Blame it on my musical family, but there’s been a catchy percussive beat knocking around inside my head for several months now. As each day brings some new challenges, the marching band-style drums kick into a more upbeat riff and the lyrics launch into a string of advisory phrases:
‘Just slip out the back, Jack.’
‘Make a new plan, Stan.’
‘You don’t need to be coy, Roy – just get yourself free!’
As engineers delayed construction, equipment broke (and was fixed, and broke again) and it seemed that the number of surveys we needed to get our vessel through changed daily, Paul Simon’s advice became increasingly tempting to follow. Launching a PhD, it would seem, is time-consuming, challenging and a probable explanation for any rise in yoga subscriptions at the university’s gym…
With apologies to Simon’s songwriting, I’ve already betrayed the end of this blog in its title –because it’s not ‘50 ways to leave your PhD’! Instead, I have been spending many hours at the False Bay Yacht Club preparing our research vessel Sargasso for the very first biodiversity survey of False Bay that uses only remote-camera technology to map the distribution and abundance of invertebrate and fish life in the bay. This, it turns out, is no small task and requires getting to grips with far more engineering know-how than a biologist ever anticipated (but my knot-tying has improved magnificently!)
Finally Sargasso was seaworthy and my colleagues at SAIAB (South African Institute for Aquatic Biodiversity) and the Elwandle Node of SAEON (South African Environmental Observation Network) had delivered our equipment to the Shark Education Centre. Now all we had to do was watch False Bay’s mercurial moods vacillate wildly before choosing the right conditions in which to go into the field. As any local will tell you, the nickname ‘Cabo Tormentoso’ (Cape of Storms) bestowed on this region by the Portuguese mariners of yesteryear is apt. Strong summer winds and the resulting poor visibility that divers expect of False Bay at this time of year have been matched by large, unseasonal swells more typical of winter. As we spent many frustrating shore-bound days watching the white horses race across the bay, a jaunty little refrain snuck back into my mind: ‘Just hop on the bus, Gus – you don’t need to discuss much!’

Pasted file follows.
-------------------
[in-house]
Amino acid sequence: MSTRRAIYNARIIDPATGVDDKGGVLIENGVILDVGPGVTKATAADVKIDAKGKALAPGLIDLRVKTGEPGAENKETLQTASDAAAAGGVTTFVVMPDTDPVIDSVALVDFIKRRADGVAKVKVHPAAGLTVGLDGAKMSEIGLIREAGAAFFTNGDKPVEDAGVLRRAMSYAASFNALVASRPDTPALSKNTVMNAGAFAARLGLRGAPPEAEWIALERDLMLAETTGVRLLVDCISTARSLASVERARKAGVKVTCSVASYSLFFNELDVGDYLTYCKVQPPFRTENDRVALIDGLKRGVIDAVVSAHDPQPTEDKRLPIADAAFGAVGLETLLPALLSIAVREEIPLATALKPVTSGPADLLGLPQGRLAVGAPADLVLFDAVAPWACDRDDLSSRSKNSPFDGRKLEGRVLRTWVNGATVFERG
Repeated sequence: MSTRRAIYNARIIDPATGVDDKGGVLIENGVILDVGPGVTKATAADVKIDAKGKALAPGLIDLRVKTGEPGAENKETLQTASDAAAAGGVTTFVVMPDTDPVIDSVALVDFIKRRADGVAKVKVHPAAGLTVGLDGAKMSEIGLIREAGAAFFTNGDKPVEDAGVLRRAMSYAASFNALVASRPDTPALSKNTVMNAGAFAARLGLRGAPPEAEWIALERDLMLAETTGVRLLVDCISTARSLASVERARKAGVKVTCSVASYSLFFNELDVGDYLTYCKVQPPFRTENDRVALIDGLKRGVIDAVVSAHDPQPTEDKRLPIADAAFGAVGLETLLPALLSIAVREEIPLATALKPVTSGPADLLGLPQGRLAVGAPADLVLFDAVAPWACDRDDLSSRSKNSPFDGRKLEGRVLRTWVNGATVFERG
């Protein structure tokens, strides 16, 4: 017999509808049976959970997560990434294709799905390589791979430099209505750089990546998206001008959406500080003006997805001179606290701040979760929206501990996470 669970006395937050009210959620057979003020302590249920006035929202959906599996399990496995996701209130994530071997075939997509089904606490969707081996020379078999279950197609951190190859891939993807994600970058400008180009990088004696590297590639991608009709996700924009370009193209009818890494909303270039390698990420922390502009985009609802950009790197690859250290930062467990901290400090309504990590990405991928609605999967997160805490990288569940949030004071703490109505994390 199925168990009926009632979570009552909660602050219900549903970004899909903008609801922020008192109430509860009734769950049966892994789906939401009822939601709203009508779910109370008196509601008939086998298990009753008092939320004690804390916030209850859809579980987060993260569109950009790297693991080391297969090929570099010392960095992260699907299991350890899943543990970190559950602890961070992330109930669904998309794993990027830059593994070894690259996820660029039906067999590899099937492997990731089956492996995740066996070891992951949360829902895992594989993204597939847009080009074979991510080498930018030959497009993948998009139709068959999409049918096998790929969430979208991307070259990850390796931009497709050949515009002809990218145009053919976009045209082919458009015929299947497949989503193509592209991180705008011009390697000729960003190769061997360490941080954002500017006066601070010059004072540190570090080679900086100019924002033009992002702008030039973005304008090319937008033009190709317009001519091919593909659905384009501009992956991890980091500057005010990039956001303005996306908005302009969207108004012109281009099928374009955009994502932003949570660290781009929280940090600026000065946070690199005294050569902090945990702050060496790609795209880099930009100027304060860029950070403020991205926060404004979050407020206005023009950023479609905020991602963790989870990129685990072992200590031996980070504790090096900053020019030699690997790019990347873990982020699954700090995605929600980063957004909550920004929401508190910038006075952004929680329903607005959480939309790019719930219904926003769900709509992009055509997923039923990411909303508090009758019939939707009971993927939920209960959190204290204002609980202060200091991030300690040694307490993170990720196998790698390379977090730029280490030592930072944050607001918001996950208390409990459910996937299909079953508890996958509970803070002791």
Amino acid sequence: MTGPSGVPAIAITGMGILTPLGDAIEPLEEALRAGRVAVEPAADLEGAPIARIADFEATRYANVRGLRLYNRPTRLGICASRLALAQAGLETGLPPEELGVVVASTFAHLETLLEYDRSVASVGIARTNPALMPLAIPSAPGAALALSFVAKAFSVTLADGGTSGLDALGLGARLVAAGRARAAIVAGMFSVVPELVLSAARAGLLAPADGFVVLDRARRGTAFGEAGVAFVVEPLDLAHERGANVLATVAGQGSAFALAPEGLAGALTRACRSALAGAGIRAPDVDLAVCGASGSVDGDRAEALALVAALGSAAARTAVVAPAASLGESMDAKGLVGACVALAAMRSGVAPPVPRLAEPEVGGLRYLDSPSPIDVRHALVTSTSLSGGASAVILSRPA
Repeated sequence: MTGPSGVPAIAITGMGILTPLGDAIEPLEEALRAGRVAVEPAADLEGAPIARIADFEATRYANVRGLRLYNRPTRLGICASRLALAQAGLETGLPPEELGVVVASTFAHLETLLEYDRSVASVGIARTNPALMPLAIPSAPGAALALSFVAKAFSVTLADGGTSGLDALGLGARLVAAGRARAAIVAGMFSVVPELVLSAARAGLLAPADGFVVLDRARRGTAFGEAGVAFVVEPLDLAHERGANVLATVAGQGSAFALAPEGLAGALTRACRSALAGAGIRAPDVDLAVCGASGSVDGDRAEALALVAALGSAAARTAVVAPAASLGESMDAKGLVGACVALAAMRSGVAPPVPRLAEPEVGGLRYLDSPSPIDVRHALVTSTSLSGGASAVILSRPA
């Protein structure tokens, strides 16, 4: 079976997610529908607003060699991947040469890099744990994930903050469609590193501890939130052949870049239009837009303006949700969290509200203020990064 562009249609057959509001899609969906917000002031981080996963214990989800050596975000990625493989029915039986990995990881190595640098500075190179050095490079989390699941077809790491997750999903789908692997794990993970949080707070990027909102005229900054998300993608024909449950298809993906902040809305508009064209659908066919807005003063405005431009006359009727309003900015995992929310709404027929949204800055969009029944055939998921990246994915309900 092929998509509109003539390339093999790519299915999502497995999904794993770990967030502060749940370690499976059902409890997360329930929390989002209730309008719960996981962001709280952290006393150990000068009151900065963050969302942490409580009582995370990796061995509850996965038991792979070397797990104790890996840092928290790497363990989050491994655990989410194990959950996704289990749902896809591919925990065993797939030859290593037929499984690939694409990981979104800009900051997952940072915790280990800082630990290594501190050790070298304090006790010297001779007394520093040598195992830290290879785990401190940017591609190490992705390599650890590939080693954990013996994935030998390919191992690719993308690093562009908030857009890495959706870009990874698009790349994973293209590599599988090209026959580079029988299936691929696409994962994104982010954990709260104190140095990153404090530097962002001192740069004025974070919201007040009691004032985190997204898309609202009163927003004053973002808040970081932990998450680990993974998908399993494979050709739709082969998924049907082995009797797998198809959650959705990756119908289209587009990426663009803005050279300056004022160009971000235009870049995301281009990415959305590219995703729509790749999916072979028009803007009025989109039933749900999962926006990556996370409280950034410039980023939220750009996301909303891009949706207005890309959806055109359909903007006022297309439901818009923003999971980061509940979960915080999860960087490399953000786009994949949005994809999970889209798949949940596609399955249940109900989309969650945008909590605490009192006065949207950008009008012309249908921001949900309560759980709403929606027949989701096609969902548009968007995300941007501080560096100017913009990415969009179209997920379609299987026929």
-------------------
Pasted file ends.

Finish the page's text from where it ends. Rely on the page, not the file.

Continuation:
Luckily, my musical background ensured that my repertoire of song references was broad enough to find some other inspiration. Not even one month after we first launched, I have collected nearly 300 photographs of the sea floor that I will analyse to understand the distribution of key invertebrate groups. They have been taken by our jump camera, a locally built construction with a downward-facing GoPro camera in a customised housing that can go down to 250 m. I set the camera to take still photos at five-second intervals and we lower the rig to the sea floor using our capstan winch setup. After it’s been on the bottom for 30 seconds, we haul it to the surface and move a few hundred metres to the next site. We work like this along the length of a transect that I’ve designed to go against the depth gradient in the bay (we work from shallow to deep sites on a daily basis).
I am hoping that the information we collect in this way can add to the original invertebrate surveys done using soil dredges and grabs, and by scuba divers in the 1960s. Not only will it update the records, but it will offer a non-extractive means of identifying large invertebrates that inhabit the sea floor. The data I analyse will form the first research chapter of my PhD and will give us a better understanding of patterns in invertebrate diversity across the region.
And the broader purpose of these data? Sound conservation planning relies on up-to-date information on biodiversity and I hope to start compiling a holistic picture of what False Bay looks like, and then determine how we can plan for its future. Creatures like rock lobsters, anemones and corals are my starting point – and, together with Sargasso, Jolene, my trusty field assistants and perhaps a little less Paul Simon, it seems I can start piecing together this rather complex ecological jigsaw puzzle.